Publication Detail

Citation : Lin C, Grandinetti A, Shikuma C, Souza S, Parikh N, Nakamoto B, Kallianpur KJ, Chow D. (2013)
The effects of extended release niacin on lipoprotein sub-particle concentrations in HIV-infected patients.
Hawaii J Med Public Health 72(4):123-7.
Abstract : With the advent of highly active antiretroviral therapy (HAART), Cardiovascular Disease (CVD) has emerged as the leading cause of death in Human Immunodeficiency Virus (HIV) infected patients. An atherogenic lipoprotein phenotype has been described in HIV- infected patients with a predominance of small, low density lipoprotein (SLDL) particles with accompanying elevated triglycerides and reduced high density lipoprotein cholesterol. This randomized controlled pilot study was conducted to evaluate the efficacy of Extended Release Niacin (ERN) in improving the lipid profile in HIV patients. A total of 17 HIV positive subjects on HAART therapy with High Density Lipoprotein Cholesterol (HDL) levels below 40mg/dl and Low Density Lipoprotein Cholesterol (LDL) below 130mg/dl were enrolled. Nine were randomized to be treated with ERN titrated from a starting level of 500mg/night and titrated to a level of 1500mg/night. Eight patients were assigned to the control arm. No placebo was used. Lipoprotein profiles of the subjects were analyzed at baseline and at the end of 12 weeks using Nuclear Magnetic Resonance (NMR) spectroscopy. At the end of 12 weeks, NMR spectroscopic analysis revealed a significant increase in overall LDL size (1.2% in ERN treated subjects vs 2.0% decrease in control patients, P=.04) and a decrease in small LDL particle concentration (17.0% in ERN treated subjects vs 21.4% increase in control patients, P=.03) in subjects receiving ERN as compared to those in the control group. Only 1 subject receiving ERN developed serious flushing which was attributed to an accidental overdose of the drug. This pilot study demonstrates that ERN therapy in HIV-infected patients with low HDL is safe and effective in improving the lipoprotein profile in these patients.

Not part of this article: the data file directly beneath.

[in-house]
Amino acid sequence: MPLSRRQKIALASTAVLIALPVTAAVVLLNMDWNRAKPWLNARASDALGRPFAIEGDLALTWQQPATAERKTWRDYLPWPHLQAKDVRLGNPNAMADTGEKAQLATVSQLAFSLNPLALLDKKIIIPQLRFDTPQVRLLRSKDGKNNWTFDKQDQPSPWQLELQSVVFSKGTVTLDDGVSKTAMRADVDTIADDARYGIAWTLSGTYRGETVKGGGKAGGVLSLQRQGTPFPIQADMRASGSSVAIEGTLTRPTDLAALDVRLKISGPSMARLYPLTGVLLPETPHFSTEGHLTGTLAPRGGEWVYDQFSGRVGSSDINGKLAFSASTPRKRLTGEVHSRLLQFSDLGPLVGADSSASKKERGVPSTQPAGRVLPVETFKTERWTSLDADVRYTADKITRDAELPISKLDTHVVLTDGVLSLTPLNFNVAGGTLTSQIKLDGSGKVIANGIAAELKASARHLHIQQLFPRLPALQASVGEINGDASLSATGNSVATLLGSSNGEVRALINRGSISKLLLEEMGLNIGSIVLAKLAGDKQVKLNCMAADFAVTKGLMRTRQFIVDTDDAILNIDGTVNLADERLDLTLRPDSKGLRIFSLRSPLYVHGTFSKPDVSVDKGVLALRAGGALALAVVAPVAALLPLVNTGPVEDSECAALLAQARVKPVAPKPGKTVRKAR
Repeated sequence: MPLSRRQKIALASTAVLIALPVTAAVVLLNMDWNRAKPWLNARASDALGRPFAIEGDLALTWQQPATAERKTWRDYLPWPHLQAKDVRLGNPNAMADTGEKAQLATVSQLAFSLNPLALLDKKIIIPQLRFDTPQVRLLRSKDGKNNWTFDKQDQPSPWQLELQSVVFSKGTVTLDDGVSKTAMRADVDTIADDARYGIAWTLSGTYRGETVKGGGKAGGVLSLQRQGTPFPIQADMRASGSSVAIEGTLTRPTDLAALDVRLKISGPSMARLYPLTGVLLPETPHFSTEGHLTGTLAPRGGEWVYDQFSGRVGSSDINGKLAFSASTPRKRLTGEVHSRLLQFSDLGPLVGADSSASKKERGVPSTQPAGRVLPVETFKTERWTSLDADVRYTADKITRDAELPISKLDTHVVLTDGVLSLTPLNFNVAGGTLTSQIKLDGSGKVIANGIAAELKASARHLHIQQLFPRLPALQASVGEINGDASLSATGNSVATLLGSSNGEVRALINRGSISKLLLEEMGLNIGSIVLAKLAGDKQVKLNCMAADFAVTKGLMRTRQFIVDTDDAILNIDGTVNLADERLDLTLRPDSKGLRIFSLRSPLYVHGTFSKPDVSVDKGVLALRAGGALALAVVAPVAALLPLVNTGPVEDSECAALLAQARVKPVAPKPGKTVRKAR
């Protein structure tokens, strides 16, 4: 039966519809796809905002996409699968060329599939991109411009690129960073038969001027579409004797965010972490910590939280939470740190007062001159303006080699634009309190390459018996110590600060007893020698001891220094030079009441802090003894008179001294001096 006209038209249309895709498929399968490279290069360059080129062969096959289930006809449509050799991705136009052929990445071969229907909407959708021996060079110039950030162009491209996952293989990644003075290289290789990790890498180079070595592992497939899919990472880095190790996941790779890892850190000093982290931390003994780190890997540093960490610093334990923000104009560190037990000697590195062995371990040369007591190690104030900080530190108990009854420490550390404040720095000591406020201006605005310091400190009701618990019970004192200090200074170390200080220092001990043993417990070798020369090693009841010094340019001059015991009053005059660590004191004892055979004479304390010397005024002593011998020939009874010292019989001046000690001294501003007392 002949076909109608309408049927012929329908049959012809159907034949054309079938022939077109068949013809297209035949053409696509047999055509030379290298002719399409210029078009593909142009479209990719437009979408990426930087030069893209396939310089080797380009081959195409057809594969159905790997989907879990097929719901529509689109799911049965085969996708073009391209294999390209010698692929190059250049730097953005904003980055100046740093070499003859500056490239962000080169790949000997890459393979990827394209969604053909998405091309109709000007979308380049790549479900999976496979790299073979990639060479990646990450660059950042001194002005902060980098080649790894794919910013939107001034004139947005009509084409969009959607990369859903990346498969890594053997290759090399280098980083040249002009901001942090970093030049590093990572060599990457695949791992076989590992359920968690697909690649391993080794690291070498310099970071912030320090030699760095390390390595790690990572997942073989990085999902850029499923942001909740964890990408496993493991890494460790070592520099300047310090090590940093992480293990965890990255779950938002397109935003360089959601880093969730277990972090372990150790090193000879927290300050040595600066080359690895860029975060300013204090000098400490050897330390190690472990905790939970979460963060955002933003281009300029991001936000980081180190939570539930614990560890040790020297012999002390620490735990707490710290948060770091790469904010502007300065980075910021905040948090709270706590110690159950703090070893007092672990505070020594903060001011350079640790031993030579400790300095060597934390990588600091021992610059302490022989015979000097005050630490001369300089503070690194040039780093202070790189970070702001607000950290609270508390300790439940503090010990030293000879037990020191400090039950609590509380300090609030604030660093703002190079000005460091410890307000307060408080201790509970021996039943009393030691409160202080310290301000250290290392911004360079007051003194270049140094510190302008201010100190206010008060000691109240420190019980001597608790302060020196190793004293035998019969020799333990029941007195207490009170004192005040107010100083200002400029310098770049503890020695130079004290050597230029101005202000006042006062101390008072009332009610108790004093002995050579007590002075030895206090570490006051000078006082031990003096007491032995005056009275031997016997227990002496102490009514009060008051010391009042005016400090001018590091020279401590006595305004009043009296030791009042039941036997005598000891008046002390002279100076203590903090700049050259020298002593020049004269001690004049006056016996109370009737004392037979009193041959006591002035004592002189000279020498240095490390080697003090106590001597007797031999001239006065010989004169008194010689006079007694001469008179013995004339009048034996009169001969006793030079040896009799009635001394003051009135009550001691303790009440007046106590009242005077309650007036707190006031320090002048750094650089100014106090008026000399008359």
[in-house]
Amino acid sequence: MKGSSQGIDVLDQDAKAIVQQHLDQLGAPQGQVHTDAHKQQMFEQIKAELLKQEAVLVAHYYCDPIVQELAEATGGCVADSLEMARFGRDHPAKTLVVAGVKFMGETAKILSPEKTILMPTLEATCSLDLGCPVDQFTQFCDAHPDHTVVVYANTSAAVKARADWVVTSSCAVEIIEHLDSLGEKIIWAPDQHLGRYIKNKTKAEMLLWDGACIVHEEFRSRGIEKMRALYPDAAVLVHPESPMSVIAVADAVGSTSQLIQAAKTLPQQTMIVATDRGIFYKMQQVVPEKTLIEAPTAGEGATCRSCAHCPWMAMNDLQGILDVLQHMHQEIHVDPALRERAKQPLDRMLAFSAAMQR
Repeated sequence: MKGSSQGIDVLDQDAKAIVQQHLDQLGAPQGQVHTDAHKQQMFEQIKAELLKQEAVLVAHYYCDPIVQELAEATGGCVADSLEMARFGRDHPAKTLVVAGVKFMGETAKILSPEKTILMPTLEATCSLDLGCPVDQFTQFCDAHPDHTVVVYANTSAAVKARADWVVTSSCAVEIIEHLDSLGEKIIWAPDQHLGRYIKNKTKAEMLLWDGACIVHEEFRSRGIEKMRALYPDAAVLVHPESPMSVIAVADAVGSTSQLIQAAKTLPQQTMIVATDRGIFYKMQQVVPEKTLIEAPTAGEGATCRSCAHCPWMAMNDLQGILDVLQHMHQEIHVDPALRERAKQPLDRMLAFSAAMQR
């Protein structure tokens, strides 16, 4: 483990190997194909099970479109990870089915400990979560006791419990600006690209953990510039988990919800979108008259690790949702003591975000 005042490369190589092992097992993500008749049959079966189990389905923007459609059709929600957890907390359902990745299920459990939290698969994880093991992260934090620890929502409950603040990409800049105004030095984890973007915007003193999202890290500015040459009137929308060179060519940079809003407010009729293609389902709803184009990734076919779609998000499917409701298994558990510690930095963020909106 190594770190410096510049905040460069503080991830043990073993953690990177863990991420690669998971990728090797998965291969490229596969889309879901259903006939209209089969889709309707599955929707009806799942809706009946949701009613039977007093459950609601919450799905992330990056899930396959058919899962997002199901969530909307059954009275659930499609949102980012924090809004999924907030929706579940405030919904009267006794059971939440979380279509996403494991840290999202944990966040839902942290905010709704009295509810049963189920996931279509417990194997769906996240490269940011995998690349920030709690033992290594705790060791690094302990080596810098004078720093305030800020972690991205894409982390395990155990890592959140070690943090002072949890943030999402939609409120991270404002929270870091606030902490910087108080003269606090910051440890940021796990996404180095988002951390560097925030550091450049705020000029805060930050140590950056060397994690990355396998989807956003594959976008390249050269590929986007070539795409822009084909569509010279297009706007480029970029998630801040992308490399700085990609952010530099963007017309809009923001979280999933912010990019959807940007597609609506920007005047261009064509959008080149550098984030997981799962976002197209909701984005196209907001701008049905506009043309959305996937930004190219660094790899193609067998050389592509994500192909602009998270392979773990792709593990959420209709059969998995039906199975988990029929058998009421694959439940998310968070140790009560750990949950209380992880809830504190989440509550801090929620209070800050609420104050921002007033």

URL Link : http://www.ncbi.nlm.nih.gov/pubmed/23795312
PMID : 23795312
PMCID : PMC3689507
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